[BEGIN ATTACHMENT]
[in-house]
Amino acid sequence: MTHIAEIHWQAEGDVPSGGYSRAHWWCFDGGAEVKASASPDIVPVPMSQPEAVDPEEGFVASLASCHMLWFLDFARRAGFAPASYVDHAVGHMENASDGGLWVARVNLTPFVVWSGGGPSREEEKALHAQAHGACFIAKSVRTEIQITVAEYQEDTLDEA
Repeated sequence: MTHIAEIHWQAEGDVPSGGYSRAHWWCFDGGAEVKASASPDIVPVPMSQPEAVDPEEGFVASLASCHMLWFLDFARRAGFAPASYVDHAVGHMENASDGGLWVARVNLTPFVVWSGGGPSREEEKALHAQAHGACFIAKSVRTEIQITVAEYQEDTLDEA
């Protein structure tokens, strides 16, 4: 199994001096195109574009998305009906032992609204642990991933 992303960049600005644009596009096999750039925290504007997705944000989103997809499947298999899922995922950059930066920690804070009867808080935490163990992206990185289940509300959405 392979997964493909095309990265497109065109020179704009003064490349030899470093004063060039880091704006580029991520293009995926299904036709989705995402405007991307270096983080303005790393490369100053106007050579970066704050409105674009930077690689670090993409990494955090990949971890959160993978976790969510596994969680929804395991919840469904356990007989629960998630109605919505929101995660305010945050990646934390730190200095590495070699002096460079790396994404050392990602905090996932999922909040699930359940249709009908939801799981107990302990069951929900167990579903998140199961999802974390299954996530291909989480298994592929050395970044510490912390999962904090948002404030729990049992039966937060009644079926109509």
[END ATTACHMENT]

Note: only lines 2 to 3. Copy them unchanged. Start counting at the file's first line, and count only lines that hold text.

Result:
Amino acid sequence: MTHIAEIHWQAEGDVPSGGYSRAHWWCFDGGAEVKASASPDIVPVPMSQPEAVDPEEGFVASLASCHMLWFLDFARRAGFAPASYVDHAVGHMENASDGGLWVARVNLTPFVVWSGGGPSREEEKALHAQAHGACFIAKSVRTEIQITVAEYQEDTLDEA
Repeated sequence: MTHIAEIHWQAEGDVPSGGYSRAHWWCFDGGAEVKASASPDIVPVPMSQPEAVDPEEGFVASLASCHMLWFLDFARRAGFAPASYVDHAVGHMENASDGGLWVARVNLTPFVVWSGGGPSREEEKALHAQAHGACFIAKSVRTEIQITVAEYQEDTLDEA